An Introduction to Heroku

An OSD600 Exercise


This week, the class was introduced to Heroku, which is described as, “a platform as a service (PaaS) that enables developers to build, run, and operate applications entirely in the cloud”. It was a first step for many of us into PaaS concepts, along with interact with such a concept. Luckily, Heroku which is a paid service, can be used  freely to open source projects such as our tutorial. Below, I’ve included Dave’s instructions which guided us through the process, along with any thoughts I had along the way before concluding with a link to my “healthcheck” function, and my repository which houses all the code. Without further delay, let’s begin.


Express Framework

The first item, was installing the Express web framework, which allows for flexible Node.js web applications which are both minimal, and robust. To install, we followed the standard command npm install express --save, which added the express dependency to the project.

Writing The Server Code

Provided with the code below, the server would utilize Express’s routing for REST API calls. I found this routing to be easy to understand, mirroring how Laravel handles API routing. My only complaint with the code below, which I sure has an answer for that I have yet to discover, is the lack of organization. All the API routings are displayed in the single file, which in this case is easy to read, but what of bigger projects?

// Load the express web framework module
var express = require("express");
// Load our seneca module
var seneca = require("./seneca");

// Create an instance of express
var app = express();

// Use port 3000 unless one is set in the env
var port = process.env.PORT || 3000;

// Define some HTTP routes (e.g., URLs) users can access on our server

// GET http://localhost:3000/
app.get("/", function(req, res) {
  res.send("My Server is working!");

// GET http://localhost:3000/validate/
app.get("/validate/:email", function(req, res) {
  var email =;

  // Return a JSON formatted response indicating that the given
  // email address is valid or invalid.
    email: email,
    valid: seneca.isValidEmail(email)

// GET http://localhost:3000/format/someone
app.get("/format/:name", function(req, res) {
  var name =;

  // Return a JSON formatted response with the given name
  // formatted as a valid email address.
    name: name,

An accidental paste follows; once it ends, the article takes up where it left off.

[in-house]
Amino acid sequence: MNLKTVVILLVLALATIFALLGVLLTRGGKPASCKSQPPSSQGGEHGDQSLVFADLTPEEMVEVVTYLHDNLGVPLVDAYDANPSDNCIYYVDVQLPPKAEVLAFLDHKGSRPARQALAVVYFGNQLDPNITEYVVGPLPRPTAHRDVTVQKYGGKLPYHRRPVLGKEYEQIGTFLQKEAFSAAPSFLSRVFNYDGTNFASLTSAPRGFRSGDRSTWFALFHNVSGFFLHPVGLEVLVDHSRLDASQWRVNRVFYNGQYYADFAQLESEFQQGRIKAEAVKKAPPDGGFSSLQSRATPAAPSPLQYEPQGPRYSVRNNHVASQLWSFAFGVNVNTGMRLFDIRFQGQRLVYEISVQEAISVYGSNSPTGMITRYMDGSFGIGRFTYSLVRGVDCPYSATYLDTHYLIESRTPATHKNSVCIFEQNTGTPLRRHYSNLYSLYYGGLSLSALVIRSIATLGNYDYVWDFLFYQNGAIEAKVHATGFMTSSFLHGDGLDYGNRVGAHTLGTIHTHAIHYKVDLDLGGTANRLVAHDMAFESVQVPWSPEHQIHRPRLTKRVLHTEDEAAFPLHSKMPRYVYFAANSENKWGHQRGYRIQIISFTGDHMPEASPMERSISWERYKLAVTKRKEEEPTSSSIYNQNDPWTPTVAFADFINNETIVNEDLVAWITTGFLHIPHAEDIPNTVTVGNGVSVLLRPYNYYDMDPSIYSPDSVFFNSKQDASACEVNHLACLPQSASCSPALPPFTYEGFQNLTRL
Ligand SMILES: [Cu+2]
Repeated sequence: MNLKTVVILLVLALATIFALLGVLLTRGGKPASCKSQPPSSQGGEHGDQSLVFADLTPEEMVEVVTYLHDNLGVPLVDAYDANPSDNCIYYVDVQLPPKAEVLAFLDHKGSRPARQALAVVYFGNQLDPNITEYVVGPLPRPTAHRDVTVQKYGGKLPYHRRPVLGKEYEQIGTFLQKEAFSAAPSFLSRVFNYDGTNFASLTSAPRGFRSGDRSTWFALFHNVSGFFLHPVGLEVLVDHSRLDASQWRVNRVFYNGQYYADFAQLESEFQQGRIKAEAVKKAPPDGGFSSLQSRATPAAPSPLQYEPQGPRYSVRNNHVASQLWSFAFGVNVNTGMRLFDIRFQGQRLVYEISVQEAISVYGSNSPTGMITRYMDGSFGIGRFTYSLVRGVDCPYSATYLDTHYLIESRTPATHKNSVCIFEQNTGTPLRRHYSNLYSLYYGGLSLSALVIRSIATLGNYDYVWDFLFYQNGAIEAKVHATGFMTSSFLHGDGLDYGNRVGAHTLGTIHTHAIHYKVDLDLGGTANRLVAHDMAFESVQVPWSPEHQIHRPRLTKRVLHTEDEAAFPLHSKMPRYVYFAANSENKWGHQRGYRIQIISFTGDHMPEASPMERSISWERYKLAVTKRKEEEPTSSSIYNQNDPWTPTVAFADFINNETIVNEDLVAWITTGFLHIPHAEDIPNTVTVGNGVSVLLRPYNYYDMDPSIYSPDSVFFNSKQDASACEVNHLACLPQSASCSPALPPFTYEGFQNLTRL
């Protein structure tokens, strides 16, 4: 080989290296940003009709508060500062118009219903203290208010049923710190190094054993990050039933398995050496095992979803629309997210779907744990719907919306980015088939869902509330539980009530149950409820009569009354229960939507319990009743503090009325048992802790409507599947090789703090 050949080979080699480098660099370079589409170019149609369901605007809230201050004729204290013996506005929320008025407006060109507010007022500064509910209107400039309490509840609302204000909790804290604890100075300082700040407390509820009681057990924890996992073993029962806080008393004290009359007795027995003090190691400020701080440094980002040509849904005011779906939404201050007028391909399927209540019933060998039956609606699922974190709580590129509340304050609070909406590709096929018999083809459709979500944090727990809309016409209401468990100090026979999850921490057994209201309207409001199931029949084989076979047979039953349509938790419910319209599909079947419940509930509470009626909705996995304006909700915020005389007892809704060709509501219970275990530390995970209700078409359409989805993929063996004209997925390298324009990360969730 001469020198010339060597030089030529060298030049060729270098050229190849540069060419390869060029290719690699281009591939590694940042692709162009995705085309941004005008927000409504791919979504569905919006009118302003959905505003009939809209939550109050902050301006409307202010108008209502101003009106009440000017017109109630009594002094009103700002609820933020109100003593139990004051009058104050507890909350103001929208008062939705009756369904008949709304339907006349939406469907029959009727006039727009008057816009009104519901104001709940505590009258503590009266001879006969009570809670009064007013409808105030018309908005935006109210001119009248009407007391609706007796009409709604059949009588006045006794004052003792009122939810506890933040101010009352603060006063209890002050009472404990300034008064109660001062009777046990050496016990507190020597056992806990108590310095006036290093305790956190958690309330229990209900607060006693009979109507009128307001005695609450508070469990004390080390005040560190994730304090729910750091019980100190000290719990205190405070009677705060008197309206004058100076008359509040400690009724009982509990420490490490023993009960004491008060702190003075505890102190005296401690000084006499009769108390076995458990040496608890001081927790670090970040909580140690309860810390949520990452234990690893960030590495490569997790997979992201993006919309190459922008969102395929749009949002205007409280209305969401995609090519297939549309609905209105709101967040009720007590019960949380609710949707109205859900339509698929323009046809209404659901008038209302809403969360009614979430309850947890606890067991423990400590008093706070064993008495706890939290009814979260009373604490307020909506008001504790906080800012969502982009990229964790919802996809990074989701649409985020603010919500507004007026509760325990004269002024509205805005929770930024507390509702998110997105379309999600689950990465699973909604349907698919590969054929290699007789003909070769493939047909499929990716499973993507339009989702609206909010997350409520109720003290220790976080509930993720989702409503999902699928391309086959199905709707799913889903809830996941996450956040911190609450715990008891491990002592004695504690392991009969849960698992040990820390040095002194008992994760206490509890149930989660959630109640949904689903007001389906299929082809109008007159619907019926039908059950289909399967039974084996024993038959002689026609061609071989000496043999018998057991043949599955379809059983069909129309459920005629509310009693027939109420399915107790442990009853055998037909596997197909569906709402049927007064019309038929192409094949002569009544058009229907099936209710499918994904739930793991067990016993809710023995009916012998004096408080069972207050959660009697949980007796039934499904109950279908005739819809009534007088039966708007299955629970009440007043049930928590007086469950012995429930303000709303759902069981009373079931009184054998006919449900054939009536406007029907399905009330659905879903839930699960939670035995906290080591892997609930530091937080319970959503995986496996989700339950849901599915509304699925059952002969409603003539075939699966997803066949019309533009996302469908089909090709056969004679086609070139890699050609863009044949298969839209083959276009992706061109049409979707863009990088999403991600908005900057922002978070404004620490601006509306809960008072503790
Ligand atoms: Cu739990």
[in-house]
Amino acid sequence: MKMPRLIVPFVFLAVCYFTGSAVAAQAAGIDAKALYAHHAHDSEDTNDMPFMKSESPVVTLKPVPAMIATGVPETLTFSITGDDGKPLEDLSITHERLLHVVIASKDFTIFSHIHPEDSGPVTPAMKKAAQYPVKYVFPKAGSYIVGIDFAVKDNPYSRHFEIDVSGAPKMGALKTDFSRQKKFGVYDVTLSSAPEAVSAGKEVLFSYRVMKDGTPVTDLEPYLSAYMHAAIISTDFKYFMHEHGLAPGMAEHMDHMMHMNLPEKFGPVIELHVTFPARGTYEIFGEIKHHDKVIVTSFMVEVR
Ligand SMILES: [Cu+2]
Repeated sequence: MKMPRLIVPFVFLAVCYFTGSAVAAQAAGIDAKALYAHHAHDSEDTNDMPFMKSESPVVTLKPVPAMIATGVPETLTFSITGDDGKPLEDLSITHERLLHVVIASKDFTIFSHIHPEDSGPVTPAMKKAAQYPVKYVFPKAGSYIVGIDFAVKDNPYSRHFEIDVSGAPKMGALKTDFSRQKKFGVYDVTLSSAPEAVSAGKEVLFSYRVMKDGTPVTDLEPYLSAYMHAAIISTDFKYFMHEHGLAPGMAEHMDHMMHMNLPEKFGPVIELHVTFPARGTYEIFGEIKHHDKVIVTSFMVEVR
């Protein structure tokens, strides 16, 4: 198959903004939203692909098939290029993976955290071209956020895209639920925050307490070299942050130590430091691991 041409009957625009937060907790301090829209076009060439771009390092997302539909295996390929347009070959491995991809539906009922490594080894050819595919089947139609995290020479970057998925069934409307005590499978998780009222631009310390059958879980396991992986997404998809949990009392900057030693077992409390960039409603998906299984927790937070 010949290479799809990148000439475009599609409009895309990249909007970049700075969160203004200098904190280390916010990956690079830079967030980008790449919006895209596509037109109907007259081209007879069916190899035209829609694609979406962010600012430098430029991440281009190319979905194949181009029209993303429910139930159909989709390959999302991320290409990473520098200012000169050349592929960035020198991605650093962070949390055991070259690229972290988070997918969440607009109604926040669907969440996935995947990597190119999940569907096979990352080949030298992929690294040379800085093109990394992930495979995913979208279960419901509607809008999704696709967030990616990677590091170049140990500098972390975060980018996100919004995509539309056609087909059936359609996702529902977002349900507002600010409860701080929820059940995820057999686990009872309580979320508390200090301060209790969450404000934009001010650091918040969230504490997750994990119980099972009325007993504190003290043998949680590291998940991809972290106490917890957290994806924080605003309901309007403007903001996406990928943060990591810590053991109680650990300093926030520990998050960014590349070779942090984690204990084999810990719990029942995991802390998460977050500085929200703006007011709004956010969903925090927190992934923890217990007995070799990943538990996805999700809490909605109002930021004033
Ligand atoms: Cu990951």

email: seneca.formatSenecaEmail(name)

// Start our web server on port 3000
app.listen(port, function() {
  console.log("Server started on http://localhost:" + port);

Running the server locally requires the following command: node server.js

. If all is successful, you can access the server through http://localhost:3000/, and test your previously implemented functions through ~/validate and ~/format. If working, the server will return a JSON response.

Deploying to Heroku

After creating an account on Heroku, the next step would involve installing the Heroku CLI -which is supported on Windows, MacOS, Debian / Ubuntu with native installers, and a standalone which I used on both of my Linux distributions (Fedora, Arch). Once installed, we’d login with heroku login, providing the credentials created previously. The next step for this item would be creating the Procfile, which describes to Heroku which command to run when running the application. Finally, we deploy to Heroku itself. This is done by first running heroku create in your terminal, which provides you with a random name for the application which is also the application. Pushing to both Github and Heroku is simple, as the previous command added your application’s Heroku repository, and requires only this command after adding and committing your respective files: git push heroku master.

Launching the API

To launch the application we just deployed to Heroku, we use the following command heroku ps:scale web=1, followed by heroku open

if you wish to visit your application’s domain in the browser. My REST API for this tutorial can be found at this link.


This was my first introduction to utilizing a PaaS both in an open source context, and a developers. Every week, It seems that I’m introduced into another universe, driven by technologies and platforms, names and languages; all of which I had never heard before. Last week I learned of TravisCI, and this week’s introduction to Heroku only expands upon an already interesting set of topics which are beyond the reach of the standard curriculum. Curiosity demands my exploration of Heroku, and perhaps for future endeavors into REST APIs will be powered by the platform. Only time will tell.